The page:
The chemicals of concern in this publication were flagged based on existing animal toxicological evidence. However, in the ongoing efforts to assess the health effects of common chemicals, toxicology and epidemiology may – at times – seem to be discordant. One stream of evidence may be strong, while the other is inconclusive (or yet unexplored). In such cases, it can be challenging for scientists and regulators to come to a decision about hazard and risk.
However, as EDF has warned previously, decisions delayed result in real-world public health consequences. As noted in this new publication, about one-third of all known carcinogens were demonstrated to be carcinogenic in animals before such evidence was available from human epidemiological studies. While there may be very important differences in potency or target site between animals and humans, it is critical to act appropriately to protect public health when sufficient animal toxicological evidence exists. [Note: There may also be a need to act when epidemiological evidence is strong but toxicological evidence is still inconclusive.] Researchers from the International Agency for Research on Cancer (IARC) similarly concluded that “every Group 1 [IARC’s highest classification level, “carcinogenic to humans”] agent can be considered to represent cancers that might have been prevented had scientists been able to predict hazard earlier or had public health authorities been willing to act more quickly when scientific information became available.”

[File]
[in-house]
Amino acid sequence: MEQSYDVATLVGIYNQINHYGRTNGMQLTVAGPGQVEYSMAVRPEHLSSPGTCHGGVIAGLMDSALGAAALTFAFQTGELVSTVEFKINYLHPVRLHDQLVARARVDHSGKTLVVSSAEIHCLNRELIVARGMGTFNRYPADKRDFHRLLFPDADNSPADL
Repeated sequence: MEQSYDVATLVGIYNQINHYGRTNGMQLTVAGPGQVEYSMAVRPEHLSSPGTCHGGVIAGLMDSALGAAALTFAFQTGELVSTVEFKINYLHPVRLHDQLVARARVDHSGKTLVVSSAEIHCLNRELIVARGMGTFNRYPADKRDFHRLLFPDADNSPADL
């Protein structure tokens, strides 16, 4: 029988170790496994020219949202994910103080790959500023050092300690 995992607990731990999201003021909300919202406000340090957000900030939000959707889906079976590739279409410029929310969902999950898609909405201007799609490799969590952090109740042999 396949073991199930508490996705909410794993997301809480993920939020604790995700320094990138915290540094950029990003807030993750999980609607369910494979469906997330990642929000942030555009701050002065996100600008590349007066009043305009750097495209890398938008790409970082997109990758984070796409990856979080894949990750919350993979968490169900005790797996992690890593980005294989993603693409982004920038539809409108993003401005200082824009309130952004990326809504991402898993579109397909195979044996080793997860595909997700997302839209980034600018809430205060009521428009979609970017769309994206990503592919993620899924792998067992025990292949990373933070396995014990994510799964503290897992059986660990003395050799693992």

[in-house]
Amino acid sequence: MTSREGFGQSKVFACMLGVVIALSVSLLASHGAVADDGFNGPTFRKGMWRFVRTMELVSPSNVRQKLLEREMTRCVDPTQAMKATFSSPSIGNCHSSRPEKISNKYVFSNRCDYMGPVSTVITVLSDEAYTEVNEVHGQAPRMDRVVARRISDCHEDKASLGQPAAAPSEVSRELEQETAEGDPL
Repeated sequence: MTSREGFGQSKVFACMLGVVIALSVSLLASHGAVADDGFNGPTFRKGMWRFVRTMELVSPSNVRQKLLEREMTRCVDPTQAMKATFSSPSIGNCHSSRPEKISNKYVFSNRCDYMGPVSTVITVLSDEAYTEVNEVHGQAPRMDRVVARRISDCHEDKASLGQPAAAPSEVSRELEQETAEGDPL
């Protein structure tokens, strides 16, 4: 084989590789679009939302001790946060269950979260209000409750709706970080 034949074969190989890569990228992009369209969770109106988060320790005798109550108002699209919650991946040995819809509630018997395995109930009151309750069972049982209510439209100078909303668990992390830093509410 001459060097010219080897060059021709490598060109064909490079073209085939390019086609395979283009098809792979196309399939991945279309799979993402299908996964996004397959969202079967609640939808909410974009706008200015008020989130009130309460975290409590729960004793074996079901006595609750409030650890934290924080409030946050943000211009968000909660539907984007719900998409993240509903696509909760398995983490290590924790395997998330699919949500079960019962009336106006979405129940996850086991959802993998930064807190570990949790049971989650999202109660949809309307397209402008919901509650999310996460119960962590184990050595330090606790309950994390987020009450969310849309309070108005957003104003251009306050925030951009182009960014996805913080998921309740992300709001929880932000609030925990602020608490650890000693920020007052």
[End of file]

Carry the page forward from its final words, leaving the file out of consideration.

Endocrine-disrupting chemicals (EDCs) as potential breast carcinogens, and the need for better testing